Every deep change in the last 10,000 years has inspired a counter-campaign of folks sure that the change they resisted would usher in the end of the world. The mass adoption of writing prompted philosophers to fret that children would lose intelligence, memory, and oral delivery skills. In Phaedrus (275), a Socratic dialogue, Plato has Socrates insist that writing is “an elixir not of memory, but of reminding”: it’s an inferior tool that encourages writers to ape wisdom rather than practice it through dialogue, discussing, and feedback.

In the 18th and 19th centuries, UK slaveholders warned the country that abolition would irreparably harm the nation’s standing in global trade. “Our West-Indian and African Trades,” slave-holders wrote in 1749, “are the most nationally beneficial of any we carry on… the extensive Employment of our other Shipping in, to and from America, the great Brood of Seamen consequent thereupon, and the daily bread of the most considerable of our British Manufactures [sic], are owing primarily to the Labour of Negroes.”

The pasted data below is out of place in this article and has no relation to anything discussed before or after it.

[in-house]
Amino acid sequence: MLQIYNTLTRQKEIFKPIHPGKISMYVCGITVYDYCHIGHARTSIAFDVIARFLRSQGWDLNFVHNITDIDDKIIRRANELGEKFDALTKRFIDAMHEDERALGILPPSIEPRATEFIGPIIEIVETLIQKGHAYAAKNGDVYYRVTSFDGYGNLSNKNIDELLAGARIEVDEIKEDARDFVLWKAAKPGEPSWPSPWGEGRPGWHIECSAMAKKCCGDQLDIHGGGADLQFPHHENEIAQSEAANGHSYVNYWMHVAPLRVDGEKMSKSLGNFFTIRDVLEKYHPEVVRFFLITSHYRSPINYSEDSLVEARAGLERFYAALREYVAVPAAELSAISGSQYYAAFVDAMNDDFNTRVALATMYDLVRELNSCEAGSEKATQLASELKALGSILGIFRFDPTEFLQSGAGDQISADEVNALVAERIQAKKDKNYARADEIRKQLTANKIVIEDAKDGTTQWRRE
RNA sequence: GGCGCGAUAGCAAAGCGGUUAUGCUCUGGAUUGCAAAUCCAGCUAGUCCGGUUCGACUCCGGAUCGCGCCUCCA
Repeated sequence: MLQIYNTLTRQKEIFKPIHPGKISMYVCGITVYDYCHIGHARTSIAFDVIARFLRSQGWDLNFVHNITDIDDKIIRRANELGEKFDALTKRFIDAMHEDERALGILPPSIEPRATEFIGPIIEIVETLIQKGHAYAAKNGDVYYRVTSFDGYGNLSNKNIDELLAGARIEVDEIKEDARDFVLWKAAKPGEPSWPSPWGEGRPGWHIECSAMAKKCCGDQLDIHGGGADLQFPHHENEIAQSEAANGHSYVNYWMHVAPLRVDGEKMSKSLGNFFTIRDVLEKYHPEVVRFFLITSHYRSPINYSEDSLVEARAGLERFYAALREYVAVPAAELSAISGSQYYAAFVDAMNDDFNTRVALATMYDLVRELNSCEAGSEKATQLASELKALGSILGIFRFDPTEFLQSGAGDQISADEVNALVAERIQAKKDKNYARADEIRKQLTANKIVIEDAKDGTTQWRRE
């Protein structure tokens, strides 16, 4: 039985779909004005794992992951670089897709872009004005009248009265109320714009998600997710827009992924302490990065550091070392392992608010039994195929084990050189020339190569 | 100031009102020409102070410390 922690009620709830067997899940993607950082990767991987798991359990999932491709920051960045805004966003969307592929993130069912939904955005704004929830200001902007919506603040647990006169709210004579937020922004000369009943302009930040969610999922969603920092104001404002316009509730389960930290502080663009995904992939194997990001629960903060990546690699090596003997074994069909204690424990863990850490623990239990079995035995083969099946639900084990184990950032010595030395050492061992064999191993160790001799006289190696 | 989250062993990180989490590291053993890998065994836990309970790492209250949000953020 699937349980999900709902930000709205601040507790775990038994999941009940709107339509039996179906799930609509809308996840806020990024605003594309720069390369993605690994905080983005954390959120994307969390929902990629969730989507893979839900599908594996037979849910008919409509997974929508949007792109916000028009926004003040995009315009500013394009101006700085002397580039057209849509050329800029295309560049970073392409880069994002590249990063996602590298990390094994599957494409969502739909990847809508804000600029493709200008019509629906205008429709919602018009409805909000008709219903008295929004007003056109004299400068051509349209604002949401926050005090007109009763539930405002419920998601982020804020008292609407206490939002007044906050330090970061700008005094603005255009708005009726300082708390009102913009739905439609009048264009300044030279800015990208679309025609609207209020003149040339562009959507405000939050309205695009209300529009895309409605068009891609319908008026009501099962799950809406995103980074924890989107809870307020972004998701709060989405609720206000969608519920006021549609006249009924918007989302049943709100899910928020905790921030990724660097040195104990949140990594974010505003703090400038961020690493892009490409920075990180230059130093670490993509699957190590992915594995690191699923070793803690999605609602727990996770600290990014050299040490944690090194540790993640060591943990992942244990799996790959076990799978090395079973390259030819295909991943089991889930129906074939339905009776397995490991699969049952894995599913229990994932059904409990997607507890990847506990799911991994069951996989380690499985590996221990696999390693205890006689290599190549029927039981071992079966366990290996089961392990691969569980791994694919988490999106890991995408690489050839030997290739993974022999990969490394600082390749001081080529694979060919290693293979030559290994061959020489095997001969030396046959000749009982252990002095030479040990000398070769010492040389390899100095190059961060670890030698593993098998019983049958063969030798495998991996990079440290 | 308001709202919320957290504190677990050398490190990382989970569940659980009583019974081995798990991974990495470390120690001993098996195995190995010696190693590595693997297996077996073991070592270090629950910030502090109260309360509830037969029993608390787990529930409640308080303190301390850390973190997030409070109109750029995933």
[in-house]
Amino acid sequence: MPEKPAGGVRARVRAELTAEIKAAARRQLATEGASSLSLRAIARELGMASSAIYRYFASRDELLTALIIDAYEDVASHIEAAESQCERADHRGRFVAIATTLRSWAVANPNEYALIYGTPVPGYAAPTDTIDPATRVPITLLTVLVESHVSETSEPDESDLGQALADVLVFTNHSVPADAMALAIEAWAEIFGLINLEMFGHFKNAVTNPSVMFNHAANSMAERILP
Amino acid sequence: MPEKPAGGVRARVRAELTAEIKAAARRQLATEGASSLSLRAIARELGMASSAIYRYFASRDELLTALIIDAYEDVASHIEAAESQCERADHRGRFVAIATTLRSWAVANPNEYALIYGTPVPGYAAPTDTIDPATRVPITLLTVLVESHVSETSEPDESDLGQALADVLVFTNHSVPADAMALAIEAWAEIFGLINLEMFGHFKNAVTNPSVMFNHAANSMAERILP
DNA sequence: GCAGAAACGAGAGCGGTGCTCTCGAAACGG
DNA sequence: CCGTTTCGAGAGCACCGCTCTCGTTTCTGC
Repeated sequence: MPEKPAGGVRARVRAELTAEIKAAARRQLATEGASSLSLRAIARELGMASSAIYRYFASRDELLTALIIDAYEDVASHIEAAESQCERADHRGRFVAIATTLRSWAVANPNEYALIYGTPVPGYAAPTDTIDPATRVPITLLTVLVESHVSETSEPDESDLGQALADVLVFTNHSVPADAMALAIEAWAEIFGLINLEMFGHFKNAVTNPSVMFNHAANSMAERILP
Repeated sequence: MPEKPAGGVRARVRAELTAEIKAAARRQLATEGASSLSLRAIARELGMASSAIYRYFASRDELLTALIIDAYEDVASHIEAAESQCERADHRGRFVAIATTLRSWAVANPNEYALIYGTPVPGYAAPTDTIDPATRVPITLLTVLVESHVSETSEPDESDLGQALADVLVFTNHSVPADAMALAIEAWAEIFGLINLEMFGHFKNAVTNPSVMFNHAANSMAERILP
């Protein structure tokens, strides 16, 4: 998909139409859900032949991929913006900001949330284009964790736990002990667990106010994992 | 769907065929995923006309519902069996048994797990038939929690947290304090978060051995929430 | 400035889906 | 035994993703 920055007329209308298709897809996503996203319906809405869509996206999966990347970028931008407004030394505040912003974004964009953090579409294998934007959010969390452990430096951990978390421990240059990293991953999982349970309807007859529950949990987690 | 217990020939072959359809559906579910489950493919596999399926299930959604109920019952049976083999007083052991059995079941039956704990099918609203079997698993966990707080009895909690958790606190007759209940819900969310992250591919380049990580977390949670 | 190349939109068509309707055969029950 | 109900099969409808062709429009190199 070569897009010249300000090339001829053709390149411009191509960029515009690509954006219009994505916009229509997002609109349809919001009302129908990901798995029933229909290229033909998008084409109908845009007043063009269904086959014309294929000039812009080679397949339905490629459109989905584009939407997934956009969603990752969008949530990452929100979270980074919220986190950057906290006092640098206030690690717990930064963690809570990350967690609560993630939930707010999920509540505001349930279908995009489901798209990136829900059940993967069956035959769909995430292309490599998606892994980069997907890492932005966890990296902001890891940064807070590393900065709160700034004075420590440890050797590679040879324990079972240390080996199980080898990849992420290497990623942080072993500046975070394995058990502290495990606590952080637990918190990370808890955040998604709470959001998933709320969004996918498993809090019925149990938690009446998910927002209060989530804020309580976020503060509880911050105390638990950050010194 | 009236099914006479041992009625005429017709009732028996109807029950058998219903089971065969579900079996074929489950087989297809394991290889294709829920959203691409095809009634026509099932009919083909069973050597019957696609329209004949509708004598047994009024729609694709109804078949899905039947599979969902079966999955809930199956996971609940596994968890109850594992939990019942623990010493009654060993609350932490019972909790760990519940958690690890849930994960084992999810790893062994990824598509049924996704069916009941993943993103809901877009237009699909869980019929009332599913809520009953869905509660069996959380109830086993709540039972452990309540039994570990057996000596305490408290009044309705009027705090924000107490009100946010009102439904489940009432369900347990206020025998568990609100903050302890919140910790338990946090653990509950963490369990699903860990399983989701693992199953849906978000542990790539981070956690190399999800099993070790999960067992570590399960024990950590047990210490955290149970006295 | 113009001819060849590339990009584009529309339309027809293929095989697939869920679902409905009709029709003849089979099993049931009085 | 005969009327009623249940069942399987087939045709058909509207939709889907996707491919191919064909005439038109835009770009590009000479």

And in the US, critics of the suffragettes accused the women’s movement of wrecking homes and undermining marriage. Campaign posters framed lobbyists as too ugly to be married, or man-eaters who dominated their husbands, or the kind of mothers who would abandon their toddlers to wash, clean, and fend for themselves.